On Day Two of the Casey Research Summit in San Antonio, the emphasis was decidedly on the "deep state," as Doug Casey termed it: what it is, what it's doing, and how to thrive despite its ubiquitous reach.
The deep state begins with government, an institution Doug describes as intrinsically evil and destructive. That's because it's empowered by enforced coercion—one of only two ways in which humans interact with one another (the alternative being voluntary cooperation).
But the deep state is more. It's not only the massive, prying, regulating apparatus of the federal government, but also the corporate structure that depends on government largess, and the lapdogs in the media and academic community that serve to perpetuate its message. All of these elements are held together with money and propaganda, and they combine to deny the vast majority of citizens true freedom.
Doug described America's "top dogs"—a few thousand elites who all know each other. They went to the same schools, belong to the same clubs, socialize amongst themselves, and scratch each other's backs. No conspiracy needed. They all know exactly what to do to maintain their position without being told. It's a closed party, and as Doug said, "We ain't invited."
Below the top dogs are the running dogs: police, military, politicians, and upper-level government and corporate functionaries who grease the wheels for those at the top. And below them are all the rest. Most are little better than whipped dogs, in Doug's view.
There's one more group, comprised of those who aren't members of the exclusive club but refuse to occupy either of the other categories. These are the ones who value freedom above all else.
Arizona defense attorney Marc Victor is one of them. The most passionate and exciting of speakers, Marc began by characterizing the state as an artificial construct solely intended to let some people boss other people around. He challenged his audience to work for a freer country by practicing freedom. To him, that means championing the right of each citizen to rule his own life—including to peacefully do or say that which you personally oppose. Freedom must be defended at the margins; otherwise it's not freedom. No one is against free speech on noncontroversial subjects. But if the worst of speech is not protected, then the definition of what must be censored will continually expand until it can include virtually anything.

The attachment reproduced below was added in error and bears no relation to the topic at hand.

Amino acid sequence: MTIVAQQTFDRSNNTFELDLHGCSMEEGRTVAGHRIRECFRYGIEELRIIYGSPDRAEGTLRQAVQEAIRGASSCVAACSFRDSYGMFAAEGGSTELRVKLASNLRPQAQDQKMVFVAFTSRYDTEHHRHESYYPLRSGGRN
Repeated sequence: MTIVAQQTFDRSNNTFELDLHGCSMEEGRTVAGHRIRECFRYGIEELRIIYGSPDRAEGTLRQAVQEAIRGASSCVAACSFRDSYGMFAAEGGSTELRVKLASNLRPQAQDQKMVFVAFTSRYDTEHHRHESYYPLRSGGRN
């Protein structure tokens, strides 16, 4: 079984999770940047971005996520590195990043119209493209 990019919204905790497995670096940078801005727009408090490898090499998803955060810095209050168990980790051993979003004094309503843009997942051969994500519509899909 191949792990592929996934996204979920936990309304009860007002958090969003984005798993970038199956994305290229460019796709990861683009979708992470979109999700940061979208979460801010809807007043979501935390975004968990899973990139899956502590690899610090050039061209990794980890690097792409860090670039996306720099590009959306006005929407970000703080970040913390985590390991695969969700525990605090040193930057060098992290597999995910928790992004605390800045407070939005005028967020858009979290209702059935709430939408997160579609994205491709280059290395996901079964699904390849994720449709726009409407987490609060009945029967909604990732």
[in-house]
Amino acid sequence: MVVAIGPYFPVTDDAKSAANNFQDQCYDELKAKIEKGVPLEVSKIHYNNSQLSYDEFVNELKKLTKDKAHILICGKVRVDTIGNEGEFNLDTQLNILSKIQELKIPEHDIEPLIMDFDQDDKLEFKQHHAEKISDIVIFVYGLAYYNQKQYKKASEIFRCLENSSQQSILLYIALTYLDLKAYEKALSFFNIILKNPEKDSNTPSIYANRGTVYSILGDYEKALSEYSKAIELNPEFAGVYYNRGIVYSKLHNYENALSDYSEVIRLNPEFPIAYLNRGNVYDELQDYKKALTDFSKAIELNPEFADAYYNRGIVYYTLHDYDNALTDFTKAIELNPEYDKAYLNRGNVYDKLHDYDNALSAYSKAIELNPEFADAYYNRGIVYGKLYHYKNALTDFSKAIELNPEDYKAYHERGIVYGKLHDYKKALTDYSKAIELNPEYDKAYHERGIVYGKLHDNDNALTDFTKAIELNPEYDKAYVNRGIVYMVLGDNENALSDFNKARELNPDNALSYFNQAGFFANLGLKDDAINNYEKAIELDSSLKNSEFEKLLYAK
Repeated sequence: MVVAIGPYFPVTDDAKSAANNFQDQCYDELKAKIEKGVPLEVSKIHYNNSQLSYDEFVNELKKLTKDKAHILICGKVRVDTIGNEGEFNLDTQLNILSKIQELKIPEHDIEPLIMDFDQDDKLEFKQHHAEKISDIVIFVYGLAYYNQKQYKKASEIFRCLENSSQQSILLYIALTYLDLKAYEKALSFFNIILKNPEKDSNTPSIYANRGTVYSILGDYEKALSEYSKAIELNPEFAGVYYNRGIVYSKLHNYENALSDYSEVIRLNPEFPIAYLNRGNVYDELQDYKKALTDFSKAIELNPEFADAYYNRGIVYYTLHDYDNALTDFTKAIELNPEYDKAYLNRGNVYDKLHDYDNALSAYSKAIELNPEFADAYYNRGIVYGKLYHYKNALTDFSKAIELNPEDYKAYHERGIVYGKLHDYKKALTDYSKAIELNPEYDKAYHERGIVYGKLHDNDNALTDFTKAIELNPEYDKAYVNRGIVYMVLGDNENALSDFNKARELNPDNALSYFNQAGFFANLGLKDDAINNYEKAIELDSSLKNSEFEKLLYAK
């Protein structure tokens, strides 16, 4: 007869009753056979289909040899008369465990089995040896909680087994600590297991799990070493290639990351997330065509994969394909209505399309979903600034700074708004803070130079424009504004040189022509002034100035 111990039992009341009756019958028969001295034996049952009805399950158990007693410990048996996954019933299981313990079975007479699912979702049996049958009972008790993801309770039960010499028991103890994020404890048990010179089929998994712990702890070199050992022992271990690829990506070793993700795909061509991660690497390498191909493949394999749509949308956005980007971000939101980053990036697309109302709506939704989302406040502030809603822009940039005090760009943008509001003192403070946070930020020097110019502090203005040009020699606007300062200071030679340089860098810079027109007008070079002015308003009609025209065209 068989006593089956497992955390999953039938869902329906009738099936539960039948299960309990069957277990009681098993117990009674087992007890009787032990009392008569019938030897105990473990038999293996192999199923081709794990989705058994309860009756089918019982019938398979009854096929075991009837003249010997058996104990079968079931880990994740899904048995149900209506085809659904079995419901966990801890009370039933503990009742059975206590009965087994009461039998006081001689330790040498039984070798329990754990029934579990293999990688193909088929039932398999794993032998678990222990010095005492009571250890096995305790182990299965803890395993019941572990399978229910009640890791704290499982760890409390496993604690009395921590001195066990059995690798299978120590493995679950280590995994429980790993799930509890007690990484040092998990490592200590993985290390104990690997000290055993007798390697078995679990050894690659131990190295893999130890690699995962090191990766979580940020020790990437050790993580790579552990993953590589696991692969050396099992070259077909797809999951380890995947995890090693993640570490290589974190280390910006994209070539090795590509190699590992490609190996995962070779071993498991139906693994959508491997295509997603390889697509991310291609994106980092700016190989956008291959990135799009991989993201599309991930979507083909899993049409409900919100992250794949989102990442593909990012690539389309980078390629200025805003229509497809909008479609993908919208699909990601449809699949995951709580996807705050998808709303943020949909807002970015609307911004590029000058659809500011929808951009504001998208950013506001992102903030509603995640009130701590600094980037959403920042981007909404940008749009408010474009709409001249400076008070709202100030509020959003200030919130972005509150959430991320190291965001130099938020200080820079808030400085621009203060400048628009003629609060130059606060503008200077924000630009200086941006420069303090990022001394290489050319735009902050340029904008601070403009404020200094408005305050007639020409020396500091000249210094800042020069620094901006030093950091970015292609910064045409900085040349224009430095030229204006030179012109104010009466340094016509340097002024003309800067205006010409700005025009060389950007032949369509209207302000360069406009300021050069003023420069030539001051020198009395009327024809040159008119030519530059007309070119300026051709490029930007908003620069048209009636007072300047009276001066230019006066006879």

Go out on a limb, Marc counseled. "Don't be a freedom wimp."
Doug's talk was actually titled "How Whipped Dogs Can Profit from the Coming Collapse of Civilization," but at the end, he admitted it was a trick question, as the answer is, "They can't." Yet everyone could profit if Doug's seven steps to reform the system somehow came to pass:
Allow zombie corporations to fail
Abolish all regulatory agencies
Abolish the Federal Reserve
Cut the size of military and associated praetorian agencies by 90%
Sell all government assets
Eliminate the income tax
And finally—the only one Doug says will probably happen—default on the national debt.
When a structure is about to collapse, "it's much wiser to do a controlled demolition" than to let it take everyone by surprise.
Doug does admit that such radical changes, however sorely needed, are unlikely to be made. But he, like many other speakers, is not without hope. "Science and saving" can yet save the day, he said. John Mauldin echoed that sentiment during "The Age of Transformation," a fascinating, lightning-quick tour through cutting-edge technology. Given the geometric progression of innovation in medicine, manufacturing, communication, energy, and many other fields, the future is going to be brighter than we can even imagine.
Nick Giambruno of International Man used his time to lay out a series of practical suggestions on how to minimize your exposure to the predations of the deep state through internationalization of assets, citizenship, business, and physical and online presence.
And leave it to our own chief economist Bud Conrad to eloquently sum up why some continue to oppose the deep state rather than getting out of Dodge. Bud just put up photographs of his grandchildren.
[Note: This was written before our Saturday night banquet and the eagerly anticipated keynote speech by gadfly and über-muckraker Alex Jones of Prison Planet. I will be covering his talk in my write-up of Day Three.]
If you'd like to hear these and all of the other great presentations given here at the Summit, be sure to order the complete audio collection and get every presentation on CD or in MP3 format. They're still available at a significant discount, so don't hesitate to take advantage of this great offer to receive all presentations and associated slides.